We sleep late, so we turn morning tea into breakfast. Jean-Louis Macadre and his New Zealand wife Gail started Bordeaux Bakery in 1992, so he could make the kinds of breads and cakes he knew. Now they run the bakery, the spacious parent shop-cafe, and two little city offspring.
So much choice, so little room ... baguette first, naturellement, with orange jam; then I manage to kid myself that a large slice of tropezienne is lighter than an almond croissant.
A virtuous uphill walk is called for. We pay our respects to Katherine Mansfield (she's a French icon, too) at her superbly restored Thorndon birthplace, then browse the shops up to Cherry Orchard Antiques.
Despite the name, Mary-Clare Wilson buys solely in France, collecting homely, quirky pieces. Time for one last leisurely lunch before we leave ... Wellington's newest French cafe, Simply Paris, is simple and sophisticated. There are soups, quiches, salads, and a plat du jour - today, roast lamb with gratin.
The French drink enormous quantities of fancy tea, and here are 27 kinds. Their in-house patissier uses imported French purees to give his delicate creations their intense fruit flavours. I start to fantasise about selling up, renting the flat upstairs, and becoming the Simone de Beauvoir of Cuba St.
Air New Zealand has regular flights to Wellington from Auckland and other airports around the country.
Where to stay
Ma Maison, 9 Tamar St, Island Bay, phone/fax (04) 383 4018, email email@example.com. Double $130, single $110, including breakfast.
Where to eat
Cafe Bastille, 16 Majoribanks St, (04) 382 9559, Mon-Sat 5.30pm-late
Crepes a Go Go, 57 Manners Mall (04) 499 1820, Harbour City Centre (04) 499 1900, Mon to Fri 9.30am-5.30pm and Sat 10am-5pm.
Francois, 10A Murphy St, (04) 499 5252, lunch Tue-Fri from midday, dinner Mon-Sat from 6pm.
Bordeaux Bakery, 220 Thorndon Quay, (04) 499 8334, bordeaux firstname.lastname@example.org, daily 7.30am-5pm.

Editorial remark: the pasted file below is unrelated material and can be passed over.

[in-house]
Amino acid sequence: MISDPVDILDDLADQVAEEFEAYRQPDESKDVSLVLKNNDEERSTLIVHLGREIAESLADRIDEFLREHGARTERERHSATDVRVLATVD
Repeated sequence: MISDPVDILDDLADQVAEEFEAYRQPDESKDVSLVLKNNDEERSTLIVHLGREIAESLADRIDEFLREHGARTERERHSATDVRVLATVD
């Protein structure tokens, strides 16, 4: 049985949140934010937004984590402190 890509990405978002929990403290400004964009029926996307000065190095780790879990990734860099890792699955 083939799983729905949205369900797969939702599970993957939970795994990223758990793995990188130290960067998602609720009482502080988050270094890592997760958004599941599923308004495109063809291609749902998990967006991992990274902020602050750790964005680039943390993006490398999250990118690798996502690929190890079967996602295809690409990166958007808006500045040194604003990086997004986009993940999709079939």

Simply Paris, 181 Cuba St, (04) 801 5486, email@example.com, Tue-Thu 7.30am-5.30pm, Fri-Sat to 10pm, Sun 8am-4pm.
Where to go
Check the Alliance Francaise website for events: see link below.
Rumbles, 32 Waring Taylor St (04) 472 7045, firstname.lastname@example.org.
Kirkcaldie and Stains, cnr Lambton Quay and Brandon St, (04) 472 5899.
La Maison, 142 Featherston St, (04) 499 5350, email@example.com.
Katherine Mansfield Birthplace, 25 Tinakori Rd, Tue-Sun 10am-4pm, admission charge.
Cherry Orchard Antiques, 344 Tinakori Rd, behind Fords Cafe), (04) 499 8533, daily 10am-4pm or by appointment.
La Cloche, 134 Hutt Rd, (04) 473 4892, Mon-Fri 9am-5pm, weekends 9am-3pm.
Absolutely positively one to win
How would you like a weekend trip for two to Wellington to see the Constable exhibition as well as enjoying the capital's cafes, art galleries and museums?
Herald Travel, Air New Zealand and Positively Wellington Tourism are offering the chance to win a package including:
* Two return air tickets to Wellington flying Air NZ.
* A night's accommodation for two at one of Wellington's classiest hotels, the Bolton Hotel, in downtown Wellington, just a few minutes' walk from Lambton Quay. Also, enjoy breakfast for two at the hotel's exquisite restaurant, Bisque on Bolton.
* Sit back and relax at the end of your day with dinner for two at one of Wellington's premier restaurants, The White House Restaurant, which offers a range of fine cuisine at an idyllic site on Oriental Parade.
* Take a step back into 19th-century Europe with tickets for two to Constable: Impressions of Land, Sea and Sky, on at Te Papa until October 8.
* Take a ride on one of Wellington's most iconic attractions with tickets for two on the Wellington Cable Car. The journey will whisk you from downtown Lambton Quay to the tranquillity of the Botanic Gardens, where you'll enjoy stunning views of the city and harbour.
This package must be taken before the close of the Constable exhibition on October 8. It must be taken on a weekend; and accommodation at the Bolton Hotel is subject to availability at the time of booking.
* In addition, Air NZ is offering nine consolation prizes of return air tickets for two to Wellington to be used by June 30, 2007.
To be in to win put your name and address and a daytime phone number on the back of an envelope, give the name of Wellington's national museum, and post to:
Wellington Weekend, Travel Section, NZ Herald, PO Box 3290, Auckland.
Entries must reach the Herald by noon on September 5. Winners will be listed in Travel on September 12.
* Anne Else was assisted by Positively Wellington Tourism.